Employee Retention Credit: Be cautious of fraudulent schemes
The Employee Retention Credit (ERC) is still a hot topic at networking events, trade organizations and other gatherings for business owners and executives. The ERC is a tax credit, which was part of the COVID relief packages, focused on helping businesses to continue paying their employees when business declined or shut down. Unfortunately, some service providers are taking improper positions and putting many businesses at risk for fraudulent tax filings.
On October 19th the IRS issued a warning (IR-2022-183) advising employers to be wary of third-parties who are advising them to claim the ERC when they may not qualify for the credit. Some third parties are taking improper positions, charging large or contingent fees based on the anticipated refund and may not be advising taxpayers that the respective wage tax deduction is required to be reduced by the credit on the corresponding business tax returns.
The IRS news release warns that “Businesses are encouraged to be cautious of advertised schemes and direct solicitations promising tax savings that are too good to be true. Taxpayers are always responsible for the information reported on their tax returns. Improperly claiming the ERC could result in taxpayers being required to repay the credit along with penalties and interest.”
Accounting Today has been publishing articles reporting that the IRS is currently training agents and redeploying them from other areas of examination to focus on auditing ERC claims. The IRS has identified more than 11,000 suspicious returns, as of their August 31, 2022, report by the Treasury Inspector General for Tax Administration.
Below is a brief overview of the key qualifications and benefits for each period. There are special elections, exceptions for new businesses and requirements for each period depending on the size of the company.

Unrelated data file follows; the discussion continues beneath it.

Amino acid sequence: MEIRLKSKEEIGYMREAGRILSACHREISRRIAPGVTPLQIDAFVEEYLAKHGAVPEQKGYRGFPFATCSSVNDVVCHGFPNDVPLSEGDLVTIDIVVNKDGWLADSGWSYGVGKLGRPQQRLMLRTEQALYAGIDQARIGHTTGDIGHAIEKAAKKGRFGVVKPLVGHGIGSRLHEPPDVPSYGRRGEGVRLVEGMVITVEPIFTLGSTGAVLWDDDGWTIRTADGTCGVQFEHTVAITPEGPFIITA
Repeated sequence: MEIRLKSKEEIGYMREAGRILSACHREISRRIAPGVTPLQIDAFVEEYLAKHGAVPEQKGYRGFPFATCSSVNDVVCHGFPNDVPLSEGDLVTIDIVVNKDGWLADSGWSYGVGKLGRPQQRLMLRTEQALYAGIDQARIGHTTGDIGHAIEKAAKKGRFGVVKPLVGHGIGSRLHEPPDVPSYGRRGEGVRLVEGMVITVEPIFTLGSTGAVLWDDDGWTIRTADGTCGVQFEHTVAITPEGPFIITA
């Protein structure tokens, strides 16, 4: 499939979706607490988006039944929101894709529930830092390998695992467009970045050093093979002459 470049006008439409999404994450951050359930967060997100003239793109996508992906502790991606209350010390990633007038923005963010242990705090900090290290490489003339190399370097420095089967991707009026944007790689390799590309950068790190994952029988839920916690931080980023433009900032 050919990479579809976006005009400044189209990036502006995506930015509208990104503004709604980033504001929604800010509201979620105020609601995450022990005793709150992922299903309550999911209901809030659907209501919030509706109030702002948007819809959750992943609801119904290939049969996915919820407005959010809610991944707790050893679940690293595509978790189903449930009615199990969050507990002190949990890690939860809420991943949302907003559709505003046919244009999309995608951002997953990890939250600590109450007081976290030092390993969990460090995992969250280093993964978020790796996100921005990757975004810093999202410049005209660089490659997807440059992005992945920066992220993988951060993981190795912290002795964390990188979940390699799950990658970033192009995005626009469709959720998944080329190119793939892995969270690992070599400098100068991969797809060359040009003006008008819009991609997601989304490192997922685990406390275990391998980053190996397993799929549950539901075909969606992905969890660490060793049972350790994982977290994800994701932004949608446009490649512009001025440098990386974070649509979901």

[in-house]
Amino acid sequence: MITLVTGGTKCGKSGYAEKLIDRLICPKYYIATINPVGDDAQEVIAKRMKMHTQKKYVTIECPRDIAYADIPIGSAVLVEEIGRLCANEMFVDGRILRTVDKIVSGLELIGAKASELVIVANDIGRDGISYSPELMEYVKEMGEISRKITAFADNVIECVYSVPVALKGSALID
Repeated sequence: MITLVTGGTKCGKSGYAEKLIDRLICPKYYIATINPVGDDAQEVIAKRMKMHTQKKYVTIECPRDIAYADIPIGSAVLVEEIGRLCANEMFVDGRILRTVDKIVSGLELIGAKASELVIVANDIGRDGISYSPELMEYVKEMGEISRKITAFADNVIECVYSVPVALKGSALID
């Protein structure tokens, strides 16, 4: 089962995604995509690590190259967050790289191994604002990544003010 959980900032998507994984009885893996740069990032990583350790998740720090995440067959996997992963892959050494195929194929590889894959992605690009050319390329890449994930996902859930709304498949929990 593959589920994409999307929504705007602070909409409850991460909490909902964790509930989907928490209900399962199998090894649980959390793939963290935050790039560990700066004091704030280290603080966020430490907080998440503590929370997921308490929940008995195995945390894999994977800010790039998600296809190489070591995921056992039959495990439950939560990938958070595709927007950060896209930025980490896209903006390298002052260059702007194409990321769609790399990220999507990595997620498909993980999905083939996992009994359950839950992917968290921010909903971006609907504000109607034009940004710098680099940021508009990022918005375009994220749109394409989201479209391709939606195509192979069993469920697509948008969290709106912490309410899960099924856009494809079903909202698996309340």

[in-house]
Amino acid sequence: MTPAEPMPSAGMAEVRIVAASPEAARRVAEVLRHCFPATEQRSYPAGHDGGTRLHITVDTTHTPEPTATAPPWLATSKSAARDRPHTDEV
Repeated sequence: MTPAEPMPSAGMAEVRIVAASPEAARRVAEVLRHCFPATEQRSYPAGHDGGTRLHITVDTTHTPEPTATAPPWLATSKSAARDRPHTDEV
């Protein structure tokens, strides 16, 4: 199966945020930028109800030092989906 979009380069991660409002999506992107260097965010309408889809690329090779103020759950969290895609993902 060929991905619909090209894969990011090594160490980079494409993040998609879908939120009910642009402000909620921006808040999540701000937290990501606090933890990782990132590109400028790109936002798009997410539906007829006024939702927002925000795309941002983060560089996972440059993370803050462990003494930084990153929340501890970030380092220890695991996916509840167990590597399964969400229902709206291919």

|Qualification||2020||2021 Q1-Q2||2021 Q3|
|Gross receipts or a partial or full operation shutdown||Less than 50% gross receipts compared to the same quarter in 2019 or full or partial shutdown||Less than 80% gross receipts compared to the same quarter in 2019 or full or partial shutdown||Less than 80% gross receipts compared to the same quarter in 2019 or full or partial shutdown|
|Amount of credit for qualified wages and health insurance||50% up to $10,000 per employee per year||70% up to $10,000 per employee per quarter||70% up to $10,000 per employee per quarter|
|Large employer size||Average of 100 employees in 2019||Average of 500 employees in 2019||Average of 500 employees in 2019|
|Other items||–||–||Recovery start-up businesses may qualify in the 3rd and 4th quarter 2021|
Contact your BMF Advisor to revisit your eligibility or discuss the credit qualifications further
Melissa G. Dunham?>
CPA, MTax, MBA
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